Boxed In by ADD, Part 2
In any case, many of the women who consult Nadeau do so only after months or years of frustration during which doctors were unable to provide relief for their problems.
"The most common diagnosis of a woman before she receives her ADD diagnosis is depression," says Nadeau. "So many women have come in to my office and said, 'I've been in therapy for years and I've been diagnosed with anxiety and depression, but I am still having problems.' It's maddening, and it's such a treatable disorder. There's no excuse for that."
According to Nadeau, many women go undiagnosed because the criteria doctors use to diagnose ADD are outdated. For example, the criteria indicate that ADD is to be considered as a potential diagnosis only if the patient has experienced significant symptoms from an early age. Yet, as doctors are starting to realize, many girls with ADD "fly under the radar" during early years with the disorder.
"The way the American Psychiatric Association currently defines ADD is absurd," Nadeau says. "That is, if you have five symptoms, you don't have ADD. If you have six or more, you do."
One mother's story
Rachael Hall, a 26-year-old mother of three from Sandy, Utah, spent years struggling with anxiety and depression — and never knew why. Whenever anything went wrong in her life, she overreacted.
Hall, a patient at Reimherr's clinic, recalls falling apart during her honeymoon because she couldn't decipher a set of driving directions: "I told my husband, 'Why don't you just leave me? I'm worthless.' One little thing would just blow out of proportion. And then I would start to feel guilty afterward, and the more guilt I felt, the more depressed I got."
The stresses of motherhood made things even worse for Hall. While she was pregnant with her third child, she broke down and was hospitalized for depression. Doctors prescribed an antidepressant. "It didn't work at all," she says. "It made it like I didn't care. It took away everything. I didn't feel happiness. I didn't feel sorrow."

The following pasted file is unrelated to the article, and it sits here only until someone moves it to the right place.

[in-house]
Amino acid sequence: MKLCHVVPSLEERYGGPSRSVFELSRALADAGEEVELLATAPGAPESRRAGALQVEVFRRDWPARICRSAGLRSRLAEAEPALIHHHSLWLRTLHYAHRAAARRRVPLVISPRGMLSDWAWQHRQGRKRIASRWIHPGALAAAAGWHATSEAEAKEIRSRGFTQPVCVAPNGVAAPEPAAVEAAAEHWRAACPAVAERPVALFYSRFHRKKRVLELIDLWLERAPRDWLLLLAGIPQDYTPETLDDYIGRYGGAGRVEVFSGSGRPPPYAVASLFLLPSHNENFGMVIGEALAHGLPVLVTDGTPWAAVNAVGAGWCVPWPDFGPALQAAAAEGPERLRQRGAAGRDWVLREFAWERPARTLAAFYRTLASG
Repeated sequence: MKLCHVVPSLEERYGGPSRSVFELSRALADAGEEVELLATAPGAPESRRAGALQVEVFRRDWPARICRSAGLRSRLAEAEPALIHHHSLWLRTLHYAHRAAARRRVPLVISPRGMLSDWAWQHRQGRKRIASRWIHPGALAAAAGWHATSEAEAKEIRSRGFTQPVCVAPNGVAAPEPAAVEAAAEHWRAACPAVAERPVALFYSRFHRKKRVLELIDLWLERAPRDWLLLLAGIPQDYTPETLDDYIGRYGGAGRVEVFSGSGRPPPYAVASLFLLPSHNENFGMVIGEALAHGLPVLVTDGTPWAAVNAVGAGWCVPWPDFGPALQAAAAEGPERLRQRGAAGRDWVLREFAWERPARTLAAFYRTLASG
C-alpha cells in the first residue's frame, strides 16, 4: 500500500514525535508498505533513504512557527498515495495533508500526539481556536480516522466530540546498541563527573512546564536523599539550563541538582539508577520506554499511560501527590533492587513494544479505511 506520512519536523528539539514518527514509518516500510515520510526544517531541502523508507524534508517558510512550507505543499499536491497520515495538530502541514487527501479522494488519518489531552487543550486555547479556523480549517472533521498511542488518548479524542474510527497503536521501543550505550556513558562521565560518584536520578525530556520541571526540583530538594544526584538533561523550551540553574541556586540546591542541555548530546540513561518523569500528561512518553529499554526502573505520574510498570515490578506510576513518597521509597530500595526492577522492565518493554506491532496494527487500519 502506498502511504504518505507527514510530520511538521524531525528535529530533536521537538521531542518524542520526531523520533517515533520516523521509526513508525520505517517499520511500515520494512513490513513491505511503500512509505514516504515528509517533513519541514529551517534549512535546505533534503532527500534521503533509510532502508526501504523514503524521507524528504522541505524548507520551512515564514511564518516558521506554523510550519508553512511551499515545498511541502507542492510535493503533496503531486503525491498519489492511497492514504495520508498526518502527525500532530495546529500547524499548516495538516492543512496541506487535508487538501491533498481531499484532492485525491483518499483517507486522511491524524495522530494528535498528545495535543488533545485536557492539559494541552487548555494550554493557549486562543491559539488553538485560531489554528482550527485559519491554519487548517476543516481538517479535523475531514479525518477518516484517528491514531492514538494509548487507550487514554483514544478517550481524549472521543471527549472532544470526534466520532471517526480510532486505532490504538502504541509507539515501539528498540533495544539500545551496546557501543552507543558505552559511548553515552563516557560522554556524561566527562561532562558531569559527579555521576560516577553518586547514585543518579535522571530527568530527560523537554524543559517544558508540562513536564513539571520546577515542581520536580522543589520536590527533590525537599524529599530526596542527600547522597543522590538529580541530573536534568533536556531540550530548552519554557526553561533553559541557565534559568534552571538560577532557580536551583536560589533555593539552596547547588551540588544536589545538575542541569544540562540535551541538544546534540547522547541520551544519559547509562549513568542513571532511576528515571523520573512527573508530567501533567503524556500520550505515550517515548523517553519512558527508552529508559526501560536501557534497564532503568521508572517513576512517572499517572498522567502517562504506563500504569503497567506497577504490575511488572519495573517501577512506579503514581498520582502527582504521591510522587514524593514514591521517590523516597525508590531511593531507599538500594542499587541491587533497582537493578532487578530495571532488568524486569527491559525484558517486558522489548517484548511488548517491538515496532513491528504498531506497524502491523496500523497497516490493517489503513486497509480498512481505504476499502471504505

After the birth of her daughter, Hall began experiencing frequent outbursts of anger. "One second I would be fine, and the next second I'd be a raging banshee," she recalls. "I was so mean to the people I cared about. I couldn't do it anymore."
Hall thought she might be suffering from postpartum depression. But her obstetrician ruled that out, saying it was too long past her delivery date for that to be a possibility.
One day, Hall saw an ad for a mood disorders study at Reimherr's clinic. She decided to enroll.
"I got frustrated at first," she recalls. "I told my husband, 'Well, I must be on a placebo, because it's not working.' Then as soon as I started into the second five weeks, I noticed a difference."
She didn't know it at the time, but during the second five weeks, she was taking the ADD drug Concerta. The drug seemed to make her thinking "more logical." She was less forgetful, less edgy. "I'm just generally in a better mood," she says. "I feel happy. I don't blow things out of proportion."
Since continuing with treatment, Hall's relationship with her family has improved, and she no longer feels awkward in social situations. "I've always been the hyperactive, talkative, center-of-attention type," she says. "I'm a very friendly person, but to the point where I would embarrass myself. Now I'm able to be the center of attention and be funny and have people like me, but not to the point that I become obnoxious."
Pressure to perform
Nadeau says Hall's experience is far from unique. "The pressure on women to be organized, self-controlled, to be the one who's keeping everybody else organized, is a societal expectation that's very deeply ingrained," she says. "Women feel very much a failure if they can't keep their house in order. There is a tremendous toll of having to keep up appearances, struggling, having embarrassing moments. Things like, 'I forgot to pick my kids up after soccer practice, and they were the only ones left standing out there.' It's a very public failure, and women are often not forgiven for these types of things. With a man, they'll say, 'Oh he's so busy, of course he forgot.'"
Quinn agrees, adding that the very fact that a woman senses that she is "different" from her peers is often difficult to bear.
"She develops anxiety, demoralization, low self-esteem, and looks depressed," says Quinn. "So she's painfully aware. She really does suffer, but she suffers silently." CONTINUED ON PAGE THREE
This article comes from the October/November issue of ADDitude.
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